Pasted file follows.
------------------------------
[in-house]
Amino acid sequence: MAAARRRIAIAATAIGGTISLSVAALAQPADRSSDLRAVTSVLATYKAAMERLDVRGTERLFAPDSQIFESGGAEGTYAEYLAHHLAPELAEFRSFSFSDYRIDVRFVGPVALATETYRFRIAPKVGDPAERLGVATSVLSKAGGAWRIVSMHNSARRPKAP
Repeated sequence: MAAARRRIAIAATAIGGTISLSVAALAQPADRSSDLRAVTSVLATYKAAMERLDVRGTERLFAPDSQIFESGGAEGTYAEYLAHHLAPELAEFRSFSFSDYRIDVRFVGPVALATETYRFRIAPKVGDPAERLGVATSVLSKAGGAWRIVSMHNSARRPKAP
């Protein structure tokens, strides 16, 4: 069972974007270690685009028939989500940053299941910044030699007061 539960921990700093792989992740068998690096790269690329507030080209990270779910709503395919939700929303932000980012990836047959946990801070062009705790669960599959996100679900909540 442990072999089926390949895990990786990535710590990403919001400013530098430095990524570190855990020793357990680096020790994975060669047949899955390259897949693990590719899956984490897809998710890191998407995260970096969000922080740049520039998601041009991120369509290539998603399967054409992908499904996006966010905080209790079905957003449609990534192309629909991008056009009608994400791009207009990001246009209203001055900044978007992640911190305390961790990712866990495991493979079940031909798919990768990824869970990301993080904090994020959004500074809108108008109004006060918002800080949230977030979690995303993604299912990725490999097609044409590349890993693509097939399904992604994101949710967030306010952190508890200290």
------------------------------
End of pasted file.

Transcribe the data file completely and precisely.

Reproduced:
[in-house]
Amino acid sequence: MAAARRRIAIAATAIGGTISLSVAALAQPADRSSDLRAVTSVLATYKAAMERLDVRGTERLFAPDSQIFESGGAEGTYAEYLAHHLAPELAEFRSFSFSDYRIDVRFVGPVALATETYRFRIAPKVGDPAERLGVATSVLSKAGGAWRIVSMHNSARRPKAP
Repeated sequence: MAAARRRIAIAATAIGGTISLSVAALAQPADRSSDLRAVTSVLATYKAAMERLDVRGTERLFAPDSQIFESGGAEGTYAEYLAHHLAPELAEFRSFSFSDYRIDVRFVGPVALATETYRFRIAPKVGDPAERLGVATSVLSKAGGAWRIVSMHNSARRPKAP
């Protein structure tokens, strides 16, 4: 069972974007270690685009028939989500940053299941910044030699007061 539960921990700093792989992740068998690096790269690329507030080209990270779910709503395919939700929303932000980012990836047959946990801070062009705790669960599959996100679900909540 442990072999089926390949895990990786990535710590990403919001400013530098430095990524570190855990020793357990680096020790994975060669047949899955390259897949693990590719899956984490897809998710890191998407995260970096969000922080740049520039998601041009991120369509290539998603399967054409992908499904996006966010905080209790079905957003449609990534192309629909991008056009009608994400791009207009990001246009209203001055900044978007992640911190305390961790990712866990495991493979079940031909798919990768990824869970990301993080904090994020959004500074809108108008109004006060918002800080949230977030979690995303993604299912990725490999097609044409590349890993693509097939399904992604994101949710967030306010952190508890200290």